US oil major ExxonMobil has applied to the US Treasury Department seeking a waiver from Russian sanctions in order to resume joint ventures with Kremlin-controlled oil major Rosneft, the Wall Street Journal reported on April 19, citing sources familiar with the matter.
Reportedly ExxonMobil renewed its efforts to have the projects approved shortly after its former CEO Rex Tillerson became US secretary of state in February.
ExxonMobil, along with ConocoPhillips, was one of the first foreign hydrocarbon majors to start operations in Russia, and also the first to pull out because of international sanctions imposed over Russia’s annexation of Crimea in 2014.
In 2015, the company pulled out of joint exploration drilling with Rosneft in the Arctic Kara Sea due to US sanctions restricting offshore drilling technology transfers. As a result, the Russian state oil company reportedly had to postpone Arctic drilling launch and bear $2bn development costs alone.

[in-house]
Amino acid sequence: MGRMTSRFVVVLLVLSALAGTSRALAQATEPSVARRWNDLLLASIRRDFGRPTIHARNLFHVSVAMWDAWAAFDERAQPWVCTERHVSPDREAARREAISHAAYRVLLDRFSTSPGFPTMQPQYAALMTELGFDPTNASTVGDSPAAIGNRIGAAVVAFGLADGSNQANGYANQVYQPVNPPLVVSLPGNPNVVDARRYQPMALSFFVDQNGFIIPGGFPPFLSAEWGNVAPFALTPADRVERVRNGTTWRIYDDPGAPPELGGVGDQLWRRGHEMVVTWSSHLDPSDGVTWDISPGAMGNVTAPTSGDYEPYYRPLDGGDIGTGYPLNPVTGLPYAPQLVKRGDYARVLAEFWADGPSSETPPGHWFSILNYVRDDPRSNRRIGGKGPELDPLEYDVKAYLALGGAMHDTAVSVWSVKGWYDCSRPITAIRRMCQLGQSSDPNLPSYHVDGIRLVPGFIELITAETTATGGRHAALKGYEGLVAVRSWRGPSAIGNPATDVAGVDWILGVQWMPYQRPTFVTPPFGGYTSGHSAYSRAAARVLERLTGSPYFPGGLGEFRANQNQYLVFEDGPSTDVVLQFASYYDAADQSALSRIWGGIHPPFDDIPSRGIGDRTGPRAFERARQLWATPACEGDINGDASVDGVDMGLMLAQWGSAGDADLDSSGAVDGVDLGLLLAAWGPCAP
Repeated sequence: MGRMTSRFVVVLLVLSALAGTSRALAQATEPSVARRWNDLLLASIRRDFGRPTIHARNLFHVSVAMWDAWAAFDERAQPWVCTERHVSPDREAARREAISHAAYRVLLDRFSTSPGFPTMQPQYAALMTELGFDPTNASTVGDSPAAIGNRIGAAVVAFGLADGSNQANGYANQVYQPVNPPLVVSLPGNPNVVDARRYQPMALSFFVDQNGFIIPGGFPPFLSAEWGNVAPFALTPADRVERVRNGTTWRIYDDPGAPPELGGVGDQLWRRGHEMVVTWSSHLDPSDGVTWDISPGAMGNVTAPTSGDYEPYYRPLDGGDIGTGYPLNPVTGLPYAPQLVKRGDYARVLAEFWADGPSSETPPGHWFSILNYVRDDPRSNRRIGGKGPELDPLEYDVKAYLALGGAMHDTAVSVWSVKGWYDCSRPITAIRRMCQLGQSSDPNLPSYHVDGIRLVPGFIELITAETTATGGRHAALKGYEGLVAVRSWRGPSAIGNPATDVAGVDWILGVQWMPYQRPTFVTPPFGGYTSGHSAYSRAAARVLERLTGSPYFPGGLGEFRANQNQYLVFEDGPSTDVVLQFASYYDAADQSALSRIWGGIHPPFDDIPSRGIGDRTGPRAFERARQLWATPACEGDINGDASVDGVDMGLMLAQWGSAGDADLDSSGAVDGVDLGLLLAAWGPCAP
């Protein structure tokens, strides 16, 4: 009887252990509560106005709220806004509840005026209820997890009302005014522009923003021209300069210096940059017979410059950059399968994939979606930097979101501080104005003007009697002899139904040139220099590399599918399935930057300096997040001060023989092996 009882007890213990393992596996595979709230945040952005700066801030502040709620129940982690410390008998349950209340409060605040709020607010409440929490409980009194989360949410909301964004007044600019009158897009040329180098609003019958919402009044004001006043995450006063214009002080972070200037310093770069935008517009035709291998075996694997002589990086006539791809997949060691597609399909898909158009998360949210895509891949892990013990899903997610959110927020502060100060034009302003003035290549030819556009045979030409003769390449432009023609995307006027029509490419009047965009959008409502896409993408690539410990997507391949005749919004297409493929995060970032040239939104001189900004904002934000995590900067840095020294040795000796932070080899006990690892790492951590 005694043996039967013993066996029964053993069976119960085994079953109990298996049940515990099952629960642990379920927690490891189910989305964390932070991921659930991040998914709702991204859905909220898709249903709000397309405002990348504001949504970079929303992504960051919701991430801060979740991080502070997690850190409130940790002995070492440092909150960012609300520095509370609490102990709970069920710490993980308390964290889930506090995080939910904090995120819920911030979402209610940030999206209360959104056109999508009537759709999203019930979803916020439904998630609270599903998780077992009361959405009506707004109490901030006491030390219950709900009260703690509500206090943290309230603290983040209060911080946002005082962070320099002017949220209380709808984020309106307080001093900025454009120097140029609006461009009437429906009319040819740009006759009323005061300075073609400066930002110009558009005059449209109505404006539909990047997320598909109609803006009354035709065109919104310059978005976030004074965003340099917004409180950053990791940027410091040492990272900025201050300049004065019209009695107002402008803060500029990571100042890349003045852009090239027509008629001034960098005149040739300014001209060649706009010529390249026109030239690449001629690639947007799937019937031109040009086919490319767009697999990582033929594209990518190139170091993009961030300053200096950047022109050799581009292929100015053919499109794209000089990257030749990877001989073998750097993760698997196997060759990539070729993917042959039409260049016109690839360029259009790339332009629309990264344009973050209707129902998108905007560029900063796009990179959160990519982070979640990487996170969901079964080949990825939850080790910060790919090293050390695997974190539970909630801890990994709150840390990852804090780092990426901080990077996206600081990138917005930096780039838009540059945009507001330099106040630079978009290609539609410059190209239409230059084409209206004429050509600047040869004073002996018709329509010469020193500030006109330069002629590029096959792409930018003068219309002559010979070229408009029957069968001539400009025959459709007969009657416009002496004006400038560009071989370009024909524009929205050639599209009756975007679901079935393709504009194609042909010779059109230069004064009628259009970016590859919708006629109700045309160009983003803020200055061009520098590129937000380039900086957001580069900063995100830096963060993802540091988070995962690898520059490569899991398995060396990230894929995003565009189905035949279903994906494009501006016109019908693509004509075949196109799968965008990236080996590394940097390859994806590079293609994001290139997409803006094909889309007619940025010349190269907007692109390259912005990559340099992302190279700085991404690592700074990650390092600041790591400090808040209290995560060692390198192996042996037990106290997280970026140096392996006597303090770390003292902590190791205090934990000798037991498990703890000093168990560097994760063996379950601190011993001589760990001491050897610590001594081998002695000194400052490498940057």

ExxonMobil also discontinued its participation in the Sakhalin-1 liquefied natural gas project, with the Russian Federation now suing the US corporation for $637mn worth of income tax breaks it allegedly received under the production sharing agreements. ExxonMobil held a 30% stake in Sakhalin-1 along with Rosneft (20%), Japan’s Sodeco (30%), and India’s ONGC (20%).
The claim will be heard by the Stockholm Arbitration Court on April 24-28, with Russia ready to settle the case out of court, according to a March 23 report by TASS.
The new CEO of Exxon Darren Woods at a meeting in Moscow in March confirmed his interest in participating in projects in Russia, TASS reported on March 17, citing Russian Energy Minister Alexander Novak, who highlighted the Sakhalin-1 as a key project of possible renewed cooperation.
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